In 2014, Bumgarner won Games 1 and 5 in the World Series, then came back after two days of rest to throw five scoreless innings in relief. When asked what he hoped his legacy would be, Bumgarner simply said: “A winner. That’s all anybody wants to be regarded as.”

Syndergaard outpitched Bumgarner in the early part of the game, but as his strikeouts mounted – he finished with ten – so did his pitch count. Syndergaard threw 108 in seven innings while Bumgarner threw 119 for the complete game.

“Bumgarner, he never gives in,” said Jose Reyes. “We had some chances and couldn’t do anything with them.”

Bumgarner vs. Syndergaard had baseball junkies salivating and weren’t disappointed. The Mets had their best going, but unfortunately, the Giants had one of the best of all time going for them.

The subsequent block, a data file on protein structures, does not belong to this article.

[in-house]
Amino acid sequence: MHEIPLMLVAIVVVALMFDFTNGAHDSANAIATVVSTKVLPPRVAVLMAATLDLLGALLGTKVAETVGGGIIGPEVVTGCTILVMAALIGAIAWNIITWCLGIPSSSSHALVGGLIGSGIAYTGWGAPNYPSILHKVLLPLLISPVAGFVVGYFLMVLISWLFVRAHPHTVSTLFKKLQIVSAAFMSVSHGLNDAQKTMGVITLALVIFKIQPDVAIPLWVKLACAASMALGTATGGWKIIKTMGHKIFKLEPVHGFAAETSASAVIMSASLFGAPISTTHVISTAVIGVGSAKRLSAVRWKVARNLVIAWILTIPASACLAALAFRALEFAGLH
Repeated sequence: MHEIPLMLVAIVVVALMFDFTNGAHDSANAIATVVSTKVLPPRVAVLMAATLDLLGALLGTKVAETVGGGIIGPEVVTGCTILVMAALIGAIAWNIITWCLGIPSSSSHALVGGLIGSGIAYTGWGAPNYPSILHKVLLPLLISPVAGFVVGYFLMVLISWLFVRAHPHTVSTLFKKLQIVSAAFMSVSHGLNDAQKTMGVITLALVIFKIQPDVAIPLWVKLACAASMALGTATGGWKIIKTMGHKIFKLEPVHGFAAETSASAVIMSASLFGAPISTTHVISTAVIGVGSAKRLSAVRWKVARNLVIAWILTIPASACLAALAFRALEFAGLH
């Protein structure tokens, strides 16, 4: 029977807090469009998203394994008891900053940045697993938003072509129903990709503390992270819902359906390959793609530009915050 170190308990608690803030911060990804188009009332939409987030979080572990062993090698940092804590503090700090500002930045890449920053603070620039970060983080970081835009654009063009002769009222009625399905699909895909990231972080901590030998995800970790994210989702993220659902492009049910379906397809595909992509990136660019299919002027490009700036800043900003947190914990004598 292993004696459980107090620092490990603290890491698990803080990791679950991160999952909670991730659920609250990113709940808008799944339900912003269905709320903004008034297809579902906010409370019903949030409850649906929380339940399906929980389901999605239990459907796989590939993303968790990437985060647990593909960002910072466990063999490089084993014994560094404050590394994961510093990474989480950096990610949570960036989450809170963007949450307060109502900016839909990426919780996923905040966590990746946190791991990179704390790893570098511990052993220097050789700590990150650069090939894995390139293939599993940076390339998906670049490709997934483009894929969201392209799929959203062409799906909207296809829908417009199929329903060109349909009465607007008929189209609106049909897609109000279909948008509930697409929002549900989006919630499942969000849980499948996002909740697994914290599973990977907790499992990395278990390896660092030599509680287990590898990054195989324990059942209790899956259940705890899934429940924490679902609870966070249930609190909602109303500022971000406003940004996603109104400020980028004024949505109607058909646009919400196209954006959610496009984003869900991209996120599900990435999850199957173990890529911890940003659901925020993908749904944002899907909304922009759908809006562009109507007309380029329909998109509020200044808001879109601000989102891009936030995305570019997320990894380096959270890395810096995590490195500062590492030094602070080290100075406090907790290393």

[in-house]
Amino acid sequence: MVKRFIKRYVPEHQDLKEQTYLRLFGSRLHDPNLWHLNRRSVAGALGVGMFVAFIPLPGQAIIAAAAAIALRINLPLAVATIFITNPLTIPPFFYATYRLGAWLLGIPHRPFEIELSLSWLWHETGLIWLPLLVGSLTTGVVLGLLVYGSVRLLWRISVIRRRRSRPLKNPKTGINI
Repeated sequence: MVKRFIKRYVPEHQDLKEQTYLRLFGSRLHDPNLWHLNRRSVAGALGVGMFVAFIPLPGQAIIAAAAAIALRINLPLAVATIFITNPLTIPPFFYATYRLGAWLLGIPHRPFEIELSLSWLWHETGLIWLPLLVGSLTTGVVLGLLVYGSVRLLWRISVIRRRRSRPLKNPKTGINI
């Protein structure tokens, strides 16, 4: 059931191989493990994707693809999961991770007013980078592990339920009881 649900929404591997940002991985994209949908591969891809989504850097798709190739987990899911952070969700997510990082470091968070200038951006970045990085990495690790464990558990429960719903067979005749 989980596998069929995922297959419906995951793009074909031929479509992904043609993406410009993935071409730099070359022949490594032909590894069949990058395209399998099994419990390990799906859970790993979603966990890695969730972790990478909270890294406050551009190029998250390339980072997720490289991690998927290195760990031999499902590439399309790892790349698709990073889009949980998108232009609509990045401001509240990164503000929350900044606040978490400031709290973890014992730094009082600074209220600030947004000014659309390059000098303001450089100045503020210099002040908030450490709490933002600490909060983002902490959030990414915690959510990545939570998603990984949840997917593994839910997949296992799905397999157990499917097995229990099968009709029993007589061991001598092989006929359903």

The starters were the storyline of the night, with the others being Jeurys Familia and Yoenis Cespedes spitting the bit.

FAMILIA LOSES IN THE NINTH: Familia saved 51 games this season and the Mets weren’t in the playoffs without him.

Last year, Familia blew three save opportunities. Tonight wasn’t a save chance, but it hurt just the same.

The fall began with a double by Brandon Crawford. After Angel Pagan failed to get a bunt down, Joe Panik walked then Conor Gillaspie crushed a three-run homer to bring on winter.

“It was a sinker. That’s my best pitch,” said a stand-up Familia. “Every time I try to go out and do the best I can. I missed with the location. I have to move on.`I know these things are going to happen. It’s a game.”

CESPEDES SILENT: For all his talking about living for these moments, for the second straight postseason Cespedes came up empty.

As far as I’m concerned, Cespedes gave away his four at-bats by swinging from the heels at pitches out of his reach. Bumgarner toyed with him getting him to strike out twice and pop up.

Cespedes saw only 18 pitches.